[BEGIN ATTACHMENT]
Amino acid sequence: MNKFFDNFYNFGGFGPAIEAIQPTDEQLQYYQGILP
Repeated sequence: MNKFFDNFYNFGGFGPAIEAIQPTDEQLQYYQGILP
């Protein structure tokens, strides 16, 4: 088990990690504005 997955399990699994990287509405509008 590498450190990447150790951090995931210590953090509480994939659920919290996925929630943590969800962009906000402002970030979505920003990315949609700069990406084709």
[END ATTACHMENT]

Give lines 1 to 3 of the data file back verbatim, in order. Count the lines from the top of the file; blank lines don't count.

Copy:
Amino acid sequence: MNKFFDNFYNFGGFGPAIEAIQPTDEQLQYYQGILP
Repeated sequence: MNKFFDNFYNFGGFGPAIEAIQPTDEQLQYYQGILP
């Protein structure tokens, strides 16, 4: 088990990690504005 997955399990699994990287509405509008 590498450190990447150790951090995931210590953090509480994939659920919290996925929630943590969800962009906000402002970030979505920003990315949609700069990406084709």